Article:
As further details emerge about a pending US-Vietnamese atomic trade cooperation agreement, it has emerged that Vietnam is likely to keep the right to enrich uranium on its own soil.
This stands in contrast to other bilateral agreements that the US has made concerning nuclear cooperation; similar deals signed with the UAE and pending with Jordan and Saudi Arabia have had a firm “no enrichment” clause attached. Notwithstanding concerns over possible clandestine nuclear activities in nearby Burma, the logic behind the break from this hard-line approach appears to be that the US views SE Asia as less of a proliferation risk than the Middle East and wants to raise its profile in the region. With US companies embedded as suppliers of nuclear technology and materials as a result of the deal, the US would gain trade and diplomatic leverage at a time when China’s influence in the region is very much on the rise. However, North Korea’s recent behaviour must count against the assessment that the region is proliferation-risk free.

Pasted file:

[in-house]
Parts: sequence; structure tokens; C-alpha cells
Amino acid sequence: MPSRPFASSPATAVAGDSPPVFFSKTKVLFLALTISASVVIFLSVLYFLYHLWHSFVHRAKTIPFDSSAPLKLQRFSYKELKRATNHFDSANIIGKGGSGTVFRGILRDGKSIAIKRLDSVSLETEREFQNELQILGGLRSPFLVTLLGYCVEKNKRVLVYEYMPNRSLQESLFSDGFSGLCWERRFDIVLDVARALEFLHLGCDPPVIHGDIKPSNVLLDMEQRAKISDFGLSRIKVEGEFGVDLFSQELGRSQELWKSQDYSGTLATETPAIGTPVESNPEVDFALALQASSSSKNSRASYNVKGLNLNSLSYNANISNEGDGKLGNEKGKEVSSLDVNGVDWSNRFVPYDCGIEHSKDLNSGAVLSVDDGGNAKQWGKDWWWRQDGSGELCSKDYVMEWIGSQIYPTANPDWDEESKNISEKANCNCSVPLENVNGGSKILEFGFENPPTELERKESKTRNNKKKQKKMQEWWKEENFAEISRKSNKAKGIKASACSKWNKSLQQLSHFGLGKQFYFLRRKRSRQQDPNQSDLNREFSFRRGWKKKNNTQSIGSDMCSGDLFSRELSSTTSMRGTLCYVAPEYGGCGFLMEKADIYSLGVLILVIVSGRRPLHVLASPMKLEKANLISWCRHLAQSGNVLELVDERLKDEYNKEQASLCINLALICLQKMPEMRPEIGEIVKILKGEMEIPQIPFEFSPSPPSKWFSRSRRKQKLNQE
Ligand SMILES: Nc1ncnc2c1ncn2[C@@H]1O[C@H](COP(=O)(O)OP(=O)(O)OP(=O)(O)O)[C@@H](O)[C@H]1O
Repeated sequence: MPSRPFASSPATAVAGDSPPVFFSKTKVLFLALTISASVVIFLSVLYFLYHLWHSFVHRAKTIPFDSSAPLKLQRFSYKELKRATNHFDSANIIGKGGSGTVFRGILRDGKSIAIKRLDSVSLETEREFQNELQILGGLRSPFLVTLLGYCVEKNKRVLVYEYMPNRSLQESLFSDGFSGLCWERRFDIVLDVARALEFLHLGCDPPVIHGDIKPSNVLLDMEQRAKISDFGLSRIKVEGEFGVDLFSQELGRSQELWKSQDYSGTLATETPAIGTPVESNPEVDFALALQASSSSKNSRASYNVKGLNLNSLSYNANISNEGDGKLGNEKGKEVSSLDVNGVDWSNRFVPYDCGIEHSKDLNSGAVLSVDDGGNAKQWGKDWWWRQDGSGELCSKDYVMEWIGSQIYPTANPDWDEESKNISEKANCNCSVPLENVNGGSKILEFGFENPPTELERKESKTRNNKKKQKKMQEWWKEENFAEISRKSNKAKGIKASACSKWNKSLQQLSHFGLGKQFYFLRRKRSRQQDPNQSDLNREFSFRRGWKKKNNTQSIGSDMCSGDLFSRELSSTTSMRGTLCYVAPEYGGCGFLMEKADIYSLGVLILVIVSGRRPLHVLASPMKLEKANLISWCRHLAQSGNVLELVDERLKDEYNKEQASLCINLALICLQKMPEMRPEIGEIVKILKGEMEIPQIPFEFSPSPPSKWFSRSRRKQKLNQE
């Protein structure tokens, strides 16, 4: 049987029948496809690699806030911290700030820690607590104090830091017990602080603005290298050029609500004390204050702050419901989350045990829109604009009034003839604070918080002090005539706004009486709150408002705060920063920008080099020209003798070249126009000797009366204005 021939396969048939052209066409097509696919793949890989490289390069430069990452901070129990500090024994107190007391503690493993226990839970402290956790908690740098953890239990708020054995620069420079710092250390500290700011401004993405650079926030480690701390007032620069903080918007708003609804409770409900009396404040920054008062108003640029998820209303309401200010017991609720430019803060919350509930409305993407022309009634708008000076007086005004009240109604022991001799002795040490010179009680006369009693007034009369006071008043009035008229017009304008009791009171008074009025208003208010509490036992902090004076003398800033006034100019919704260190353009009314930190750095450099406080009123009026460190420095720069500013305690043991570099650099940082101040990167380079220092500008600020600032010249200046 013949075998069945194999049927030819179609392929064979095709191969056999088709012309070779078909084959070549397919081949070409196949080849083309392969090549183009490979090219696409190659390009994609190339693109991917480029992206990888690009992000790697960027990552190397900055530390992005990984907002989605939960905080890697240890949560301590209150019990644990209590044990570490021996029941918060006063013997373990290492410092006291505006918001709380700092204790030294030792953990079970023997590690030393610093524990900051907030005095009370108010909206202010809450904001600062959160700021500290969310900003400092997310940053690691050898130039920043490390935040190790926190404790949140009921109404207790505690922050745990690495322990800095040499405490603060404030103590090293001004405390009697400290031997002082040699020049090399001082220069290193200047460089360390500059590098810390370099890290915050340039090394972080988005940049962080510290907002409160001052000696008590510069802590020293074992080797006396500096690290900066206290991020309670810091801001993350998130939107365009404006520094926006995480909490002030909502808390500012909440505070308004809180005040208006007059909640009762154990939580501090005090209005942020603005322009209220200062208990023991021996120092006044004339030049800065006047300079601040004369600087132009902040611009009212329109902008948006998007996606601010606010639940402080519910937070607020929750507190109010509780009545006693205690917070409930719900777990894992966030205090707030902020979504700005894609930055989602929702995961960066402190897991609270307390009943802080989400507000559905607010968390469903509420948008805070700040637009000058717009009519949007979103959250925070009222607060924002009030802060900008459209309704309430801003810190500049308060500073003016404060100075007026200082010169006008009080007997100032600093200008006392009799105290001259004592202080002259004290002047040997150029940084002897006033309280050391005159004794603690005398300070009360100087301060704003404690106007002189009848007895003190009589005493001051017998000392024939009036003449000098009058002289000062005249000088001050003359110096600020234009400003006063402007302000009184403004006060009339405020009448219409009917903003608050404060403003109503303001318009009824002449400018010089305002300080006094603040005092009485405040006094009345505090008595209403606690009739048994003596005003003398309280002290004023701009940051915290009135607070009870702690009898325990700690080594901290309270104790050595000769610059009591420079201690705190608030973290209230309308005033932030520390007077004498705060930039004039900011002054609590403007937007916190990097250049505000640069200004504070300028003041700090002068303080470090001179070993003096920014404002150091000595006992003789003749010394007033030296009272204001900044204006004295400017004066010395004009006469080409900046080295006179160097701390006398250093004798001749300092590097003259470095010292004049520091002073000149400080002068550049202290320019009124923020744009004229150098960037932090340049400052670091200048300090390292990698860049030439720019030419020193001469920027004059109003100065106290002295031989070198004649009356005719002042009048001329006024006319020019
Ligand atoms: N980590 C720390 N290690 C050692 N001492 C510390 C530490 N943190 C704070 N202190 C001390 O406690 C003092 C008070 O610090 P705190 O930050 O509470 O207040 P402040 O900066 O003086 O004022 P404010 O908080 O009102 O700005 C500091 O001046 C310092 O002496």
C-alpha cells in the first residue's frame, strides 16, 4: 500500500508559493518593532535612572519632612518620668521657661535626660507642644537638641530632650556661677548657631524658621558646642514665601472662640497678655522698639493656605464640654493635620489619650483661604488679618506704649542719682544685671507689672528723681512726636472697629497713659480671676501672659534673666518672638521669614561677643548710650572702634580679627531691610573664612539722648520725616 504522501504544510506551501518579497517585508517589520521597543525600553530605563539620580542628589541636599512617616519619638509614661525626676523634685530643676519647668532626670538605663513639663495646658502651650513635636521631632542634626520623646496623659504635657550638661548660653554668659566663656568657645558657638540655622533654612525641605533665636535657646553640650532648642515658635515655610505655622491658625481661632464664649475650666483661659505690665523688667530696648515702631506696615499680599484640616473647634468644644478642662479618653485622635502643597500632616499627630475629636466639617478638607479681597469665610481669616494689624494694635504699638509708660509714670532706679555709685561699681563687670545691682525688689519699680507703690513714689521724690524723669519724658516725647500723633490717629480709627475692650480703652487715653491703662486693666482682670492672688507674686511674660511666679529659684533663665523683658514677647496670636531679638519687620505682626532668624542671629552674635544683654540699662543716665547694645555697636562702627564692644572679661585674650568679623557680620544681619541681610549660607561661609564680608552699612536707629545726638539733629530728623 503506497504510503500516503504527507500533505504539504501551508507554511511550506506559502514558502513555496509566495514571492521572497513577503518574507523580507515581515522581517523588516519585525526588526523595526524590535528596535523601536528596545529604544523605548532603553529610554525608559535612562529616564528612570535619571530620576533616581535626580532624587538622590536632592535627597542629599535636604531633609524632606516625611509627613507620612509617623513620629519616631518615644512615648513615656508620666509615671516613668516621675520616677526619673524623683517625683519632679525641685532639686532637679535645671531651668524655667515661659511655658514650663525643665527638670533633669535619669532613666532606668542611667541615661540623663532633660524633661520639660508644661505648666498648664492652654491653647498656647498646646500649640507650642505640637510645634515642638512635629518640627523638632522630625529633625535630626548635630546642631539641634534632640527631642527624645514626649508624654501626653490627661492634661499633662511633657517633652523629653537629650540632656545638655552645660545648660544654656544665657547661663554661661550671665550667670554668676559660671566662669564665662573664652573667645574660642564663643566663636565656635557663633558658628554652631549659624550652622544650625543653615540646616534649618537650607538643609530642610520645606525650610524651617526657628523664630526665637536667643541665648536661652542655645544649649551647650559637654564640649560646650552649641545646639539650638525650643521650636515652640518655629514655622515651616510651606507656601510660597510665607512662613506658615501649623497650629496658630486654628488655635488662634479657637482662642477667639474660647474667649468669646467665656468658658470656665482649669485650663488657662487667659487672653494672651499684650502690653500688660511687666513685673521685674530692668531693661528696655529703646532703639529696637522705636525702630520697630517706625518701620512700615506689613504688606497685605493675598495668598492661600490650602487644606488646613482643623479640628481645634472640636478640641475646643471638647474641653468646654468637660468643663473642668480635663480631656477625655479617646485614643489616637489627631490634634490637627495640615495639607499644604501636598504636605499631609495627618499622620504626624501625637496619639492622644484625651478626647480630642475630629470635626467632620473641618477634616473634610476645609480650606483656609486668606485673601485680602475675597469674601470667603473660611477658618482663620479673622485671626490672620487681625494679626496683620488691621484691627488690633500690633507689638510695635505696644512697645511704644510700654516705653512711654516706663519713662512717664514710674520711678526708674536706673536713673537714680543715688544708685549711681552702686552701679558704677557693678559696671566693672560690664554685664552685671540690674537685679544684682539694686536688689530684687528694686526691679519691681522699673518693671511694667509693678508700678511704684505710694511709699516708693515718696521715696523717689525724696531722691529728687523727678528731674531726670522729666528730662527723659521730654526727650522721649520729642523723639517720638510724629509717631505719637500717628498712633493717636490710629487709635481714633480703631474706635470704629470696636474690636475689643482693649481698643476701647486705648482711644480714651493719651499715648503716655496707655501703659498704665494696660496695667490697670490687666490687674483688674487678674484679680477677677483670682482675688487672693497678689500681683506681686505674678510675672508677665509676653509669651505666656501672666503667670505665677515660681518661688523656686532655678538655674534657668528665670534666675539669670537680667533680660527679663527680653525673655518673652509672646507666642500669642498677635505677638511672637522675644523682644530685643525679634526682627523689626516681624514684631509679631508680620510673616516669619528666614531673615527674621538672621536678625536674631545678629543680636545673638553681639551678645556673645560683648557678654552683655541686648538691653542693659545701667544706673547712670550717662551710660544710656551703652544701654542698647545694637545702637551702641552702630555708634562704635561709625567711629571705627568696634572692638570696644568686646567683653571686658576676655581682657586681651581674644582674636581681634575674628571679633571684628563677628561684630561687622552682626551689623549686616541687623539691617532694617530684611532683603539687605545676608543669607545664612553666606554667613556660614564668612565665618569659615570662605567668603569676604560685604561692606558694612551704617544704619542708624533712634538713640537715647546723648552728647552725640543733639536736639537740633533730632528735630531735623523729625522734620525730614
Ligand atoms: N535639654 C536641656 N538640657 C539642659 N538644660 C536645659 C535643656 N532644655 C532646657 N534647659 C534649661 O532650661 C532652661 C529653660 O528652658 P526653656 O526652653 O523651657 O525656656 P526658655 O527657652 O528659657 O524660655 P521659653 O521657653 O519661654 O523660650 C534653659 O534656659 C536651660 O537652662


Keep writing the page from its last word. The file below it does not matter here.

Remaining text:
Speaking at a US State Department question-and-answer session last week, spokesman P J Crowley reasserted a US commitment to fewer uranium-enriching countries in general, but also insisted that enrichment was an internal Vietnamese issue: “If Vietnam chooses, as part of its own self-interest and exercising its right under the Nuclear Non-Proliferation Treaty to enrichment that is a decision for them to make.”
Vietnam has said that it may well refrain from enrichment in the first place, citing the impact that this would have on diplomatic and trade sensitivities. It has a number of atomic cooperation pacts of its own, most notably with China, India and South Korea.
These concerns already seem to have been partly realised, with the Chinese press in particular accusing the US of overt double standards. Teng Jianqun, deputy director of the China Arms Control and Disarmament Association, an NGO, commented that the US is “used to employing double standards when dealing with different countries…as a global power that has promoted denuclearization, it has challenged its own reputation and disturbed the preset international order.” Indeed, a series of leading articles in state-run media has criticised the deal over proliferation and destabilisation fears.
US politicians have also been critical of the deal. The ranking Republican on the US House Foreign Affairs Committee, Ileana Ros-Lehtinen, released a statement on Friday saying that “Vietnam’s communist regime cannot and must not be trusted… it certainly does not deserve a reward such as a nuclear-cooperation agreement with the U.S. As for the Chinese, so far the government there has not officially commented on the matter.
Daily Press Briefing, US Department of State, 5th August 2010